Results of the Pennsylvania Workers’ Compensation and Workplace Safety 2013 Annual Report

07.29.14

Category: Pennsylvania

July 29, 2014
 
There was a decrease of 1.9 percent in overall Petition filings from 2012, according to the Pennsylvania Workers’ Compensation Workplace Safety 2013 Annual Report issued by the Pennsylvania Department of Labor and Industry. This is a significant trend given that the years 2011 and 2012 showed an overall increase in petitions and this reduction brings the overall filings back down to the number of overall petitions in 2010. Also significant is the fact that this reduction occurred despite an increase in reported injuries by about 4,000.
 
The Claim Petition filing remains the largest single type of petition filed, although in 2013, there was a decrease of 1.8 percent from the previous year from 9,451 to 9,280, mirroring the overall decrease of all aggregate petitions submitted to the Bureau of Workers’ Compensation. The Commonwealth saw decreases in filings for Penalty, Reinstatement and Review petitions at 3.3 percent, 5.4 percent and 4.2 percent respectively. There was a 74.2 percent drop in Supersedeas Fund Reimbursement Petitions from 66 in 2012 to a total of 17 in 2013.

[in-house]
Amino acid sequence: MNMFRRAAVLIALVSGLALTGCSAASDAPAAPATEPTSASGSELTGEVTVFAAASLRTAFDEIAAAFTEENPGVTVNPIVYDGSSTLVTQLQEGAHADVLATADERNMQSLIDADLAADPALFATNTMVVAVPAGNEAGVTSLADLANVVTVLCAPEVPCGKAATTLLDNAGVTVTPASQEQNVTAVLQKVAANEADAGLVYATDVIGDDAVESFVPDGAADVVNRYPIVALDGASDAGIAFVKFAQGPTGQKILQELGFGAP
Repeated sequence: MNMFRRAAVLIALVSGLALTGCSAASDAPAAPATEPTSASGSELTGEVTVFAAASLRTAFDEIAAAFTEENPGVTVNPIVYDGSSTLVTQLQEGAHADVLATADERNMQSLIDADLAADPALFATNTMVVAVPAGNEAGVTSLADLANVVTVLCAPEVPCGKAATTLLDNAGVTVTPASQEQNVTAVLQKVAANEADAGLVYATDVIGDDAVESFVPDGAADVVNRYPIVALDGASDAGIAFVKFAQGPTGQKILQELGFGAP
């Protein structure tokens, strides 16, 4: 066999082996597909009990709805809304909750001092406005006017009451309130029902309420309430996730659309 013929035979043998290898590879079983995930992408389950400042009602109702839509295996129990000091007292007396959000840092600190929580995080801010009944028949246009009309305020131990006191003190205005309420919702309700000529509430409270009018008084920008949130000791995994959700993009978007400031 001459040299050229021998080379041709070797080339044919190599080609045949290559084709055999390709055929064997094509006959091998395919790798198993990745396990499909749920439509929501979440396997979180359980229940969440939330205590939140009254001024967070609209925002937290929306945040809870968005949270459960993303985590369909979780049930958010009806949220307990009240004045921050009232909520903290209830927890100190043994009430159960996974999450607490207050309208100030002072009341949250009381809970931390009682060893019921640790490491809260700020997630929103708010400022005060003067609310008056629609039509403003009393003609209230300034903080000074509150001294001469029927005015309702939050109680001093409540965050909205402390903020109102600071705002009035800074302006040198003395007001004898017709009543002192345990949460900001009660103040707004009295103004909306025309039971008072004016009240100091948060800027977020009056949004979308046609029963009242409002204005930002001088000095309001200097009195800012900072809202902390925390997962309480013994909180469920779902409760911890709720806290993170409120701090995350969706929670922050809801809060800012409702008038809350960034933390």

Philadelphia County reported the overall largest reduction in petitions (down 1011) from 9,958 to 8,947, while York County reported the overall largest increase (up 152) from 1,139 to 1,291. Montgomery County had the second largest decrease (down 204) while Delaware County had the second largest increase (up 147) from 2,635 to 2,782.
 
One Petition area which showed a substantial increase in filings was the Employee Challenge, which increased by 9.7 percent. Previously, there was no statistical change in this filing year to year dating back to 2008. Employers are cautioned to aggressively pursue strategies to reduce exposure once a potential Notice of Suspension or Modification is set aside such as being in a position to seek timely independent medical evaluations and to re-offer if possible, the very job that served as the basis for the Notice of Suspension or Modification. Once the Notice of Suspension or Modification is set aside, the employer is obligated to reinstate either total or partial disability benefits. The re-offered job will then serve as the basis for a Suspension or Modification Petition with a request for Supersedeas Relief. All job offers should be accompanied by a Notice of Ability to Return to Work issued either before or in conjunction with the job offer letter.
 
We will continue to monitor trend lines for 2014 and how they may affect the various industries that we serve. We hope this will be helpful in your exposure reduction efforts.
 
For  more information, please contact Peter M. Harrison, at pharrison@wglaw.com or 267.765.4133.

 

Media Contacts

Lexi Burchmore
267.295.3377
lburchmore@wglaw.com

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